For ICM 5, we are also required to do two mini-rotations in a range of different fields of our choosing, like family med, ER, radiology, derm, surgery, orthopedics, anaesthetics, or ENT. We do them at either the St. Maarten Medical Center, Mullet Bay Clinic, Simpson Bay Clinic, or a few other clinics around the island. We get an evaluation filled out by the doctor we followed as well as write a short reflection piece on our experience.
We are also required to take a Basic Life Support (BLS) course (basically CPR for health-care providers) and get certified. This course is for fifth semester students only and lasts seven hours.
What is the schedule and requirements for ICM 6?
Whereas ICM 5 lasts nearly the entire semester, ICM 6 doesn’t really start until after we finish Pharm II and Behavioral II. ICM 6 is really a combination of three separate classes: Intro to Clinical Clerkships (ICC), Kaplan Live, and Physio Live. The NBME comp exam and the Kaplan comp exam, both of which we need to pass, are also part of ICM 6. The mandatory path shelf exam and the optional neuro, micro/immuno, and physio shelf exams are also part of ICM 6.
Intro to Clinical Clerkship (ICC) consists of 2 to 2.5 hour lectures every afternoon for one-and-a-half weeks, after which we take a final exam. We must pass ICC with a 70% in order to pass ICM 6, and therefore pass the semester.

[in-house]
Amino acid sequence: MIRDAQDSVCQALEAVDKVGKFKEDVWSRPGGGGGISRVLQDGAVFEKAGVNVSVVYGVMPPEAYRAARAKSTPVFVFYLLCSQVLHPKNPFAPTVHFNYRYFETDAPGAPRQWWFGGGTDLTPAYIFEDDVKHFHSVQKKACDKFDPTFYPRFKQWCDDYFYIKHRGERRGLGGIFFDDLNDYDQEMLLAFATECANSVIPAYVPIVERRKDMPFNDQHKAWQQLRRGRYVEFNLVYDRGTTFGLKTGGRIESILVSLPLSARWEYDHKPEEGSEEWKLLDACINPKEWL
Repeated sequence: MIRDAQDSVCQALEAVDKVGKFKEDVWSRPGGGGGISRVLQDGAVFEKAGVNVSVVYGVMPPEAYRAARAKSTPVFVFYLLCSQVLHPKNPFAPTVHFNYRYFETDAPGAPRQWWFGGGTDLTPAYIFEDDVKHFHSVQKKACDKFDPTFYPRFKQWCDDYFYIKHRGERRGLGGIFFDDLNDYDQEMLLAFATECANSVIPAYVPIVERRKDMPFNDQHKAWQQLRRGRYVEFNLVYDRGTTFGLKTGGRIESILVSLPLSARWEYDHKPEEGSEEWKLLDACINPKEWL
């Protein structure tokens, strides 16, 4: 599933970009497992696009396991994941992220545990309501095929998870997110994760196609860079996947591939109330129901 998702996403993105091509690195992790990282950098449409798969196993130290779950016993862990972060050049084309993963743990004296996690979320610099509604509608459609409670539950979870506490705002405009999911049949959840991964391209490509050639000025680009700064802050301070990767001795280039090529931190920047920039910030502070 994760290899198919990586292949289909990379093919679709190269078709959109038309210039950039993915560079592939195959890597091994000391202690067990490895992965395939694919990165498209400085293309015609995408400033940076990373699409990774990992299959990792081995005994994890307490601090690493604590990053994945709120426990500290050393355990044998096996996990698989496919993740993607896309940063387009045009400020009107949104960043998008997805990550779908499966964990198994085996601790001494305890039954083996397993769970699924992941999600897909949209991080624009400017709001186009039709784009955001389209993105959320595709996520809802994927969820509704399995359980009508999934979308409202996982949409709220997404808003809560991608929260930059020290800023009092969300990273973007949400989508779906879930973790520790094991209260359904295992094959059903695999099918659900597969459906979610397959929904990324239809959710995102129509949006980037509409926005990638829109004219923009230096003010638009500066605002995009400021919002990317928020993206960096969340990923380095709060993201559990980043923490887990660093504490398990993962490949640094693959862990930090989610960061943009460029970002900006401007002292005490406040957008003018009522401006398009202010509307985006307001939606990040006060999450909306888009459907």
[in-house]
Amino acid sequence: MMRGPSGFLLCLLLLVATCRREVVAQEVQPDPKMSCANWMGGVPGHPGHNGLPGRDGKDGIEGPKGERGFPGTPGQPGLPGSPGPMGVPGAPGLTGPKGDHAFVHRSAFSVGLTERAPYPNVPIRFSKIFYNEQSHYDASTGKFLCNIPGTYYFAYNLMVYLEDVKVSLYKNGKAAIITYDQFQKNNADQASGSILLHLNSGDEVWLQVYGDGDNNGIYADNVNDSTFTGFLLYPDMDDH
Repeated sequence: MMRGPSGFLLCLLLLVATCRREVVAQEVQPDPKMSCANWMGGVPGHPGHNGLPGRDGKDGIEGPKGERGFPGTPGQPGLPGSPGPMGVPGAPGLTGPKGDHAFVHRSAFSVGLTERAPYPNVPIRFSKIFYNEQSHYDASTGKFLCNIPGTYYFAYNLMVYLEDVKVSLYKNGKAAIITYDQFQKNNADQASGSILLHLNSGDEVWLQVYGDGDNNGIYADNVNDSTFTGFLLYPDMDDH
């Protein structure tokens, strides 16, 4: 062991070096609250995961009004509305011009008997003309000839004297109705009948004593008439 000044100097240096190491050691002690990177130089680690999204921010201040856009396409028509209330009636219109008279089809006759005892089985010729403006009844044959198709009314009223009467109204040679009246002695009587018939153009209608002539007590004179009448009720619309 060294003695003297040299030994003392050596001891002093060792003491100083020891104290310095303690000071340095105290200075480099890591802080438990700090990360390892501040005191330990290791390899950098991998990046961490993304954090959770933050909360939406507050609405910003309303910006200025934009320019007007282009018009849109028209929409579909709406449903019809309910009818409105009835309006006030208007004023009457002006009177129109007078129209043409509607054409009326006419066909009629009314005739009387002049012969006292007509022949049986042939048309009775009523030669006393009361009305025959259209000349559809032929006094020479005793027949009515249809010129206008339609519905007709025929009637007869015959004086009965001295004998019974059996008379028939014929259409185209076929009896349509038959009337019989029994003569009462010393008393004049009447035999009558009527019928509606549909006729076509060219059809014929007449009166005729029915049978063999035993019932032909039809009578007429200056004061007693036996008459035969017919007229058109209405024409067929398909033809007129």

Right after ICC, we take the mandatory Kaplan Live, which is also part of ICM 6, and it lasts everyday for an entire week for seven hours each day.
Right after we finish Kaplan Live, we take Physio Live for an entire week, but unlike Kaplan Live, attendance here is not taken.
In order to pass ICM 6, we are required to pass two comps: the 4-hour NBME comp and the 8-hour Kaplan comp. We are given three chances to pass the NBME comp. The first NBME comp takes place about 2 months into the semester. The second NBME comp takes place 3 weeks after that. The third NBME comp takes place 2 weeks after that, which is two days before 1st-4th semester final exams. For each exam, we get the scores back within the next day.
Unlike the NBME comp, we only get 1 chance to pass the Kaplan comp, which takes place four, five, or six days before 1st-4th semester final exams, depending on when you are assigned. For those who have passed the first or second NBME comp, the Kaplan comp will be the last thing they need to do for the semester for ICM 6.
Even if we have already passed one of the previous NBME comprehensive exam, it’s still highly recommended we take another comp for all the practice you can get, so many people do stay to take the third comp. As a rule, once you pass a comp, you are allowed to take one more for practice.
For more info on comp exams and what scores you need to pass, please check out my post here.
Aren’t classes finished after two months and the rest is just studying for comps?